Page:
Monday, the first of 12 soldiers charged with murder of civilians faced military tribunal.
Posts Tagged ‘United States armed forces’
Tags: Af-Pak War, Afghanistan, civilian casualties, Jeremy Morlock, military tribunals, United States armed forces
Tags: Afghanistan, AntiWar radio, Bagram Air Base, Bush Administration, Canada, child soldiers, criminal justice, Daphne Eviatar, Guantanamo Bay, human rights, international law, military commissions, Newspeak, Obama Administration, Omar Khadr, rendition, Scott Horton, torture, United States, United States armed forces, war crimes, War on Terror, Warfare and Conflict
Omar Khadr, a 23-year-old Canadian citizen was kidnapped by the military in Afghanistan after being shot to the infirmary at the U.S. detention center at Bagram Air Base, where he was tortured and threatened with rape before being transferred the prison at Guantánamo Bay—all when he was only 15—where he’s been held captive since. The ‘war crime’ was throwing a hand grenade at U.S. troops and allegedly killing one of them, though the cause of the soldier’s death is in question, the burden of proof cannot be met of who threw any grenades, throwing a grenade at a uniformed enemy is not a war crime and child soldiers are legally distinguished as victims.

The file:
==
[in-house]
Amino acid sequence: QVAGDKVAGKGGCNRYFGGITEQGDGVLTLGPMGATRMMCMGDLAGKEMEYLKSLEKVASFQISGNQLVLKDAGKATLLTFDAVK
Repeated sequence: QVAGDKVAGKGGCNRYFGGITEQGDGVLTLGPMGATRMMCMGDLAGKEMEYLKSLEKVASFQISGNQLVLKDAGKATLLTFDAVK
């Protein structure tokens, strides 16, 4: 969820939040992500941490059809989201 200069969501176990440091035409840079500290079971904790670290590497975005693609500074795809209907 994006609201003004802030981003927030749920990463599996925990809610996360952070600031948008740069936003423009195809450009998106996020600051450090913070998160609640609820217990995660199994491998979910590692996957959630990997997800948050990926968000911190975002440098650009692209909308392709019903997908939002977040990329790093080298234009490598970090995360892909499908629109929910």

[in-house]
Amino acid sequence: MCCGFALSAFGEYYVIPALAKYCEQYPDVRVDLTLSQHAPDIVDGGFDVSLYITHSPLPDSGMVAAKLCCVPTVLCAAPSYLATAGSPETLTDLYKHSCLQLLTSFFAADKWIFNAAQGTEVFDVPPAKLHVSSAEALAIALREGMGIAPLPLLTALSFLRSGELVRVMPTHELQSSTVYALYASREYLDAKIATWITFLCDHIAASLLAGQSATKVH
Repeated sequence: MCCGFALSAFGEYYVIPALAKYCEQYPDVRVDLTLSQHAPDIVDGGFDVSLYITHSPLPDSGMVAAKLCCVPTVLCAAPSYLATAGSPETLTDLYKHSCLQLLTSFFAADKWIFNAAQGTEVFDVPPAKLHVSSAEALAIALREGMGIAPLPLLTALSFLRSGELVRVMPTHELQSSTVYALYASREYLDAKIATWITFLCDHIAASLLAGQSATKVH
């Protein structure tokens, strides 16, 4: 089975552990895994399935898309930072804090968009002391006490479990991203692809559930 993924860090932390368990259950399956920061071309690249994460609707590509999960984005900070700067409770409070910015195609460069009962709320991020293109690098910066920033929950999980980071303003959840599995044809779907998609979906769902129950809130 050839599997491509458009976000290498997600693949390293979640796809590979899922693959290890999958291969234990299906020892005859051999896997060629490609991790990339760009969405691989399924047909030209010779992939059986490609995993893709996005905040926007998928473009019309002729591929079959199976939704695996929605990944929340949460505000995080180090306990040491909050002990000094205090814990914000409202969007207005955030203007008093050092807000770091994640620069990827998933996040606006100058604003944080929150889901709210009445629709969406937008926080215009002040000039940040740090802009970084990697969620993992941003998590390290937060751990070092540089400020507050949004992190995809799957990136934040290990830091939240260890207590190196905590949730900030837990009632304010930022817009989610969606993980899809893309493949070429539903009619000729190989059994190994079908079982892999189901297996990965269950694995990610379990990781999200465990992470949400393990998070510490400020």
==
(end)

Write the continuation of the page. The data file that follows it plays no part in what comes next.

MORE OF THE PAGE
At AntiWar Radio with Scott Horton, journalist, legal analyst and Human Right First senior associate in law and security Daphne Eviatar discussed the U.S. military commission to try Mr. Khadr for war crimes (25:55):